• Schedules and checklists for inspections
  • Forms for recording work, blank base plans and elevations to be completed during inspections and when the work is done
  • A set of base-line photographs that can be added to over time
  • Current list of contractors to help with complex issues or emergencies
  • Written, step-by-step procedures for the appropriate care of specific materials, including housekeeping, routine care, and preventative measures
  • Record-keeping sections for work completed, costs, warranty cards, sample paint colors, and other information

You can keep this information in a simple three-ring binder, or use a computer database for easy updating. Everyone involved in the maintenance of a historical structure should become familiar with how the house or building should look so that they can recognize problems as they occur. By following this simple advice and making regular inspections, you can prevent unnecessary damage, maintain the original beauty and unique features, and save yourself from having to make costly repairs. 

Typically, on homes built in the mid-1800’s until the early 1900’s, the most unexpected maintenance problem deals with the internal gutter system. This is because the problem is hidden until the failure has begun. However, regular inspection and maintenance can catch the problem before it is too late, and damage is done.

First, I bet you are wondering, “what is an internal gutter system?” What we call internal gutter systems are also known as “Yankee Gutters,” or built-in, sunken, box or integral gutters. These drainage systems have been used on houses from the 1700’s through the early 1900’s, though they are most commonly found on buildings from the Victorian period. Typically, they are incorporated into the cornice along the roof line, on a porch, or bay window. The usual construction is a wood trough lined with metal. Because of the cornice trim covering the gutter, problems with the metal lining (typically the first problem – allowing water into the structural framing and eventually the trim) remains unseen until damage is spotted from the water infiltration.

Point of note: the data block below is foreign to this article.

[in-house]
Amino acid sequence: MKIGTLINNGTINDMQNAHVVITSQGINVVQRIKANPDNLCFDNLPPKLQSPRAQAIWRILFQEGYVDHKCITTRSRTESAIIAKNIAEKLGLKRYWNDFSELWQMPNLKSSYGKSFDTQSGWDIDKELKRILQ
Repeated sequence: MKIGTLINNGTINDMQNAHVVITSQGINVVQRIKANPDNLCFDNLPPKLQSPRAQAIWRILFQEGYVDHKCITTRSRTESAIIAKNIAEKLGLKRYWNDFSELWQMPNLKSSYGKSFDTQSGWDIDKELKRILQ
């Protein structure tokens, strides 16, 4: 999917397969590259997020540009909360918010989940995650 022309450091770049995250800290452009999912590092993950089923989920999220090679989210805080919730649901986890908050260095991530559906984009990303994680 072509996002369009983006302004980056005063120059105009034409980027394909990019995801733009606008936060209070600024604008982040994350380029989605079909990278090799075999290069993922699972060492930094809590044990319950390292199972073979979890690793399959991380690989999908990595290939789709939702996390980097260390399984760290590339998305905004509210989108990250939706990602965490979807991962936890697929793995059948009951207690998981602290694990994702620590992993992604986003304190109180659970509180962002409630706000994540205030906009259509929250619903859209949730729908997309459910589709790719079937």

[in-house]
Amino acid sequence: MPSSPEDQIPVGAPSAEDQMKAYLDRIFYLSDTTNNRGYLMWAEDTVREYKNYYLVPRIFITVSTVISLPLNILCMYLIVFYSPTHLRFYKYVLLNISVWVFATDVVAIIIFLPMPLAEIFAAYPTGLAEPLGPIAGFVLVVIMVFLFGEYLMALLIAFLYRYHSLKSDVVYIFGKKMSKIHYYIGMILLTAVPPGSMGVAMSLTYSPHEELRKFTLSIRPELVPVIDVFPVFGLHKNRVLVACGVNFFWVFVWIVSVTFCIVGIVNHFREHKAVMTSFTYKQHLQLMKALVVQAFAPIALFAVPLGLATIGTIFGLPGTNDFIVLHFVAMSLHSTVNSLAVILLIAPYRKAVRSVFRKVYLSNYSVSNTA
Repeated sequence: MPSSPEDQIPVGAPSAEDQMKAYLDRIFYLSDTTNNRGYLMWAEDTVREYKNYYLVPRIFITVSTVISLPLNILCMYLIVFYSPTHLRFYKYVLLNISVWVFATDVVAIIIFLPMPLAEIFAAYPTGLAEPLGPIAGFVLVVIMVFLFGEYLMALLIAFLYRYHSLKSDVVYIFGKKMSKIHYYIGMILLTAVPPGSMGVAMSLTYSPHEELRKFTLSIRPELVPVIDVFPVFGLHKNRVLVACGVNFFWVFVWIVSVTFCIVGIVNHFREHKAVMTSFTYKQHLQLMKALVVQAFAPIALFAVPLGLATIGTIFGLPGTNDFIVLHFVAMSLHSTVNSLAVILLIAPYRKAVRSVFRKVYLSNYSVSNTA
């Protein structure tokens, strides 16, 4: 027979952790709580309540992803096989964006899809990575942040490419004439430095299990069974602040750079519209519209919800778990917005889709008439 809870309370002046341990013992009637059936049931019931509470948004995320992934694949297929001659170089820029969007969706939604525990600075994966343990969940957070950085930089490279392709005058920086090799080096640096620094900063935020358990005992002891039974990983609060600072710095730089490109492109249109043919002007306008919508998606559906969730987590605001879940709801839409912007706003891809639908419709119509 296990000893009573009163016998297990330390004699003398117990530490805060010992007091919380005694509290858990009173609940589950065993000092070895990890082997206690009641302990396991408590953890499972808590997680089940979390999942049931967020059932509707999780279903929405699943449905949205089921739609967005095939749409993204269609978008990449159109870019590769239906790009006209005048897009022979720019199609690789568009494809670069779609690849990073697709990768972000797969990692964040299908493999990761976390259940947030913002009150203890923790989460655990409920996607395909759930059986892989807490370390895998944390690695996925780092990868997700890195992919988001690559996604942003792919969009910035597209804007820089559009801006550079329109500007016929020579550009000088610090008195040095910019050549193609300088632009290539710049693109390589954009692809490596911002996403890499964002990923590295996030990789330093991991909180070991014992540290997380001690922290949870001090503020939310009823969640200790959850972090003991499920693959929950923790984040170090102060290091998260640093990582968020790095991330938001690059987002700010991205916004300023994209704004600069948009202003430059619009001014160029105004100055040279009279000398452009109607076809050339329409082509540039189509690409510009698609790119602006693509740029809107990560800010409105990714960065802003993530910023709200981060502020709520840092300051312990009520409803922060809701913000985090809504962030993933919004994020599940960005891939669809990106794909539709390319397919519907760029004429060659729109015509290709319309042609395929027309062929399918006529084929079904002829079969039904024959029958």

Signs your system is not functioning properly include: peeling paint, moist wood, damage to the masonry (at the roof level), and plaster damage on the interior of the house (at the bay window). Unfortunately, once these symptoms are presented, there is often damage to the structural walls or ceiling, not to mention the decorative moldings of the cornice, making the repair a restoration project (replacement to match the original) rather than a preservation project (maintenance) – an expensive proposition.

One way to minimize the cost is to make sure the gutter is regularly inspected and the solder joints in the metal are properly maintained. These inspections can be done semi-annually when the gutters are cleaned of leaves and other debris.

PRO TIP: Never use roofing tar to seal the joints (rather than soldering the metal seams). This will trap the water into the wood, causing the same problems you are trying to prevent.

Some people roof over the internal gutter system and use external gutters for their water management – this is an option for saving money, but it does change the original appearance of the building by covering the decorative cornice. Further, this solution does not address the damage to the structural systems. Often, unenlightened homeowners will wrap the problem in vinyl or aluminum using the “I can’t see it, so it’s not a problem” approach to maintenance. Of course, this causes larger problems and sometimes results in losing the entire front porch.

If you have external gutters, you should regularly inspect them (semi-annually) to ensure that they are doing their job keeping water out of the house and moving it away from the foundation. If replacement becomes necessary, be sure you replace them with half-round gutters and round or rectangular downspout styles appropriate for historic buildings. NEVER replace them with K-style or corrugated downspouts.

Stephen McNair of Mc Nair Historic Preservation joined the Practical Preservation podcast to share with us his experiences and the services his firm provides.  Listen to learn: 

  • Potential issues with historic tax credits
  • Trends in adaptive reuse
  • Economic incentives for commerical use preservation projects
  • The biggest obstacles and challenges for planning historic projects

Contact:

Website

Facebook